This matters because when women are not adequately represented in politics, their perspectives, experiences, and needs are often overlooked in decision-making processes. By participating in politics, women can advocate for issues that directly impact them, such as gender equality, reproductive rights, education, and healthcare. 

Mock elections are a brilliant way to fuel political discourse and action within our school communities.

So how do you run a mock election at school? 

First, you’ve got to determine the purpose of the mock election. At Blackheath High School (GDST), we’re hoping it will mirror a real-world election. We’ll ensure it doesn’t clash with any other school events as we want the whole school community to participate. We’ve also decided that the voting method will be paper voting instead of electronic voting to simulate the reality of UK voting. 

Second, choosing students who will run as the candidates. Our candidates will be Sixth Formers and I will encourage students to nominate themselves with a selection process guided by our head of history & politics. 

Third, campaigning is a key part of the mock election so setting clear guidelines, including rules on posters, speeches, and promotional materials, need to be defined. Allocating specific time for candidates to present their ideas to the student body in the form of live debates always sparks lots of energy and enthusiasm.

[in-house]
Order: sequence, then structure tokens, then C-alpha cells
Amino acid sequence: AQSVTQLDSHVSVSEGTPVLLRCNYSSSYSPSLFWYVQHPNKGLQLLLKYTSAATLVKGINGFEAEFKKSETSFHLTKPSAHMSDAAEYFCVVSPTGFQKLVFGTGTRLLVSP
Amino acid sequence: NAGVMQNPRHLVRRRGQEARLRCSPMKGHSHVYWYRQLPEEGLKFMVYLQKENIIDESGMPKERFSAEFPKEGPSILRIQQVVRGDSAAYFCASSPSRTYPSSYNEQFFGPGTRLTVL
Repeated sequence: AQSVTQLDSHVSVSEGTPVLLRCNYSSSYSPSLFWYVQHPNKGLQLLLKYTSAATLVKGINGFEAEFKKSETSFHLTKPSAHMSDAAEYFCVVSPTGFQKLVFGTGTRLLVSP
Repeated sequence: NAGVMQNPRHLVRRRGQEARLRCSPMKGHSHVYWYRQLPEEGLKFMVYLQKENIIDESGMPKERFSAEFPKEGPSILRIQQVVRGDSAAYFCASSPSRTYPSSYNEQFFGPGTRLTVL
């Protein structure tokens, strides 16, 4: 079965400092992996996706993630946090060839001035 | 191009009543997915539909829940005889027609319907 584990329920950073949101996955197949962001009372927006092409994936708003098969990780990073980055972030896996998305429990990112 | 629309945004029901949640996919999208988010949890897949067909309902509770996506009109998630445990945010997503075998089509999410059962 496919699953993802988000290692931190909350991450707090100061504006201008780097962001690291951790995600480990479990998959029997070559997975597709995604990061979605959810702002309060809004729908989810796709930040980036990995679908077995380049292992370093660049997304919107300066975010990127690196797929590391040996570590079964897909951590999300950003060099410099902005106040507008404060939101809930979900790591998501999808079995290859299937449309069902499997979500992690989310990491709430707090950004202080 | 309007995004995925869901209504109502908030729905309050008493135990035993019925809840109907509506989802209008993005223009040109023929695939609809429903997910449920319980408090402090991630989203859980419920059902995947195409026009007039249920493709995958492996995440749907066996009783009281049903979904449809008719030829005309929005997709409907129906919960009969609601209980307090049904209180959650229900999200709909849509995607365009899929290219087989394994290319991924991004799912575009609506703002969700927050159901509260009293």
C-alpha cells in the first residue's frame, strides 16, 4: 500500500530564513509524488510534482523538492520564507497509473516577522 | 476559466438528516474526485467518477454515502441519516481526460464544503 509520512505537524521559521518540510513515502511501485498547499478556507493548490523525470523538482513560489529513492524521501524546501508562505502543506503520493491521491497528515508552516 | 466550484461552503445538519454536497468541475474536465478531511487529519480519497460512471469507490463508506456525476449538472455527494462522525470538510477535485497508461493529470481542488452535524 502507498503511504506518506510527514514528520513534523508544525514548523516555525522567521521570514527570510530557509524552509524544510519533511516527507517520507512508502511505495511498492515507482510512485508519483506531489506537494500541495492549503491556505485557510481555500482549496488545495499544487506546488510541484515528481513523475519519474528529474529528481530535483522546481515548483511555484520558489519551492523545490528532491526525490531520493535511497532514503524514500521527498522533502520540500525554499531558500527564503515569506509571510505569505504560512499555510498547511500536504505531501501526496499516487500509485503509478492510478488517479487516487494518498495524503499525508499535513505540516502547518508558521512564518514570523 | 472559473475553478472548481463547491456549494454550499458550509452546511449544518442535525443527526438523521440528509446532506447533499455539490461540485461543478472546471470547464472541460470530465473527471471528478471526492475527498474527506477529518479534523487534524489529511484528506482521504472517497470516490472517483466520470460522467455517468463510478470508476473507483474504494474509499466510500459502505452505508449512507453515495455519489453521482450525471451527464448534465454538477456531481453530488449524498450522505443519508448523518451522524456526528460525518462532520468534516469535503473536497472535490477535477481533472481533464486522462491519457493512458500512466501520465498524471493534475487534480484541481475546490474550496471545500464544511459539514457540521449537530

Fourth, organising voter registration is an important lesson for students to learn. At Blackheath High, we’ll organise this using a Microsoft Form to ensure everyone who wishes to vote understands the requirement to register their vote.

Throughout the process, we will educate our students about the importance of voting and civic engagement through whole-school assemblies and tutor time, alongside providing resources on the candidates and their platforms so voters can make informed decisions. Sharing a short video about the UK General Election’s electoral process, including how votes are counted and the significance of election results, will ensure students are fully informed.